It is a frustrating time for everyone as rules continue to change and every case seems to differ. Some people are testing positive without any symptoms, others are dealing with feelings of guilt that they have passed the virus to others, or feeling anxious at the prospect of being tested and awaiting results for days in some cases.
It’s important to manage your emotions and take care of yourself.
Keep in touch with your support network through calls or FaceTime and adopt these tips if you are isolating, or even if you aren’t:
Positive self talk – You may feel like you are not doing enough to help, feel guilty for worrying about your health, or even be experiencing some self-blame. If you find yourself being critical and unkind to yourself, it can be helpful to remind yourself to be more compassionate and talk to yourself the same way you would talk to a close friend.
For example; “I’m selfish for worrying about my health.” Could rather be, “We are in the midst of a global pandemic and it is okay to be worried about my health.” “I should be doing more.” Could rather be, “I’m trying my best and trying to help as much as I can, while also taking care of my mental and physical health.” “I made them sick.” Could rather be, “I could have made them sick, but they could have also gotten sick due to community spread—I’ll never know.”
Self talk is important. It is easy to slip into thinking that this pandemic will never end. Try focusing on one day at a time and remind yourself that most people who have had this illness recover fully.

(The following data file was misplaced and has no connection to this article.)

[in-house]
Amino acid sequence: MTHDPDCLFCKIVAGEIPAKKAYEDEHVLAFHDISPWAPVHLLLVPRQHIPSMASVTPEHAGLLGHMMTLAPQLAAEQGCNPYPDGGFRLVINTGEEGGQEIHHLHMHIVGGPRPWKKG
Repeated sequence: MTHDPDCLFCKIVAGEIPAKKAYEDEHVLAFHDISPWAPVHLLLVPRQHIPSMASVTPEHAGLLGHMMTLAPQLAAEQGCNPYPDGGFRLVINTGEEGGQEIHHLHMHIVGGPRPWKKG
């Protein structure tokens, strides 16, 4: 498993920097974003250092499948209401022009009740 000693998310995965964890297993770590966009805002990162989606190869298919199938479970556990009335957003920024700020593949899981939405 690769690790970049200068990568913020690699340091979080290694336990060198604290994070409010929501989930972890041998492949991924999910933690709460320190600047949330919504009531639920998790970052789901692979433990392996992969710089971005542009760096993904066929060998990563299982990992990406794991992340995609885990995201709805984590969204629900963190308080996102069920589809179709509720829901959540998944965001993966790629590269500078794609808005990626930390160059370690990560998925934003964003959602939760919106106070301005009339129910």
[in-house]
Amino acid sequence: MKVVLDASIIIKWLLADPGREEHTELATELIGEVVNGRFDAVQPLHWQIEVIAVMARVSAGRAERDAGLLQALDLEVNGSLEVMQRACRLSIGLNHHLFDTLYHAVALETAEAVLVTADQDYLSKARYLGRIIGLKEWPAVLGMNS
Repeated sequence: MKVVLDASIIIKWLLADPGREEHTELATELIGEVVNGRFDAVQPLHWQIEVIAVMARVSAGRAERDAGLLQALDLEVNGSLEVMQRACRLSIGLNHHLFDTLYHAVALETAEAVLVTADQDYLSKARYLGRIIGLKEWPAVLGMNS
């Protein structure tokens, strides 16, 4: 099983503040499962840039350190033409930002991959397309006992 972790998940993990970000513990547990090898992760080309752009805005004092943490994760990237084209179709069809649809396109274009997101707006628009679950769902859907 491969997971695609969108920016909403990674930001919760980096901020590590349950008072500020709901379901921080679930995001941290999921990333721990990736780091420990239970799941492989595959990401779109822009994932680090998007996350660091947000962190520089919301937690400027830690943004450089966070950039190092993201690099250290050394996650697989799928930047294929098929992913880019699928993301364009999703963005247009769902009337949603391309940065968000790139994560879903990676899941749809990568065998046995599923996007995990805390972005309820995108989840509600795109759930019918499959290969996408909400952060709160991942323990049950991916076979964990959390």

Limit what you watch, read and listen to – Although it is important to stay up-to-date with what is happening around us and the latest developments, set aside a few hours a day (or maybe even several days) to disconnect from news and social media.
Remember it is usually a lot easier to find information about the scary aspects of this virus, such as how it is overwhelming our healthcare systems and the number of deaths, then hopeful information about recovery rates, etc. For many, exposure to sensationalist news of daily cases and ever changing requirements can trigger stress and fear.
Distract yourself with self care – Distraction can be a helpful short-term coping strategy as it allows us to build up our internal resources, so we can identify other ways to cope with the situation at hand. Sometimes when we are feeling upset, sad, scared, worried, or anxious, the best thing to do is to distract yourself with an act of self-care.
Self-care looks different for all of us and some examples include: calling a friend, journaling, movement, cooking, playing music, the possibilities are endless. After engaging in the activity for 30 minutes, check-in with yourself to see how you are feeling and what you are needing. Remember, the goal of distraction and self-care is not to take away the pain, but to care for yourself so you are able to sit with and tolerate your emotions more effectively.
To avoid feelings of boredom and possibly sadness, plan your day so you have different activities to look forward to and to keep your mind busy. If you are well enough, this should include some time outdoors at your house in the yard or a patio, or doing some gentle exercise indoors. Might be time to search up Jazzercise or mindfulness activities.
Get back to basics – When we are feeling anxious, worried, and stressed it can be easy to forget to eat, move, or sleep. Eating nutritious meals throughout the day, moving for 30 minutes, and sleeping 7-9 hours a night can improve our mood, better manage stress, and helps us more effectively regulate our emotions. Now is not the time to put additional pressure on yourself by pushing to get those jobs done around the house (unless you feel up to it).
Most importantly, remember you are not alone and that this will pass.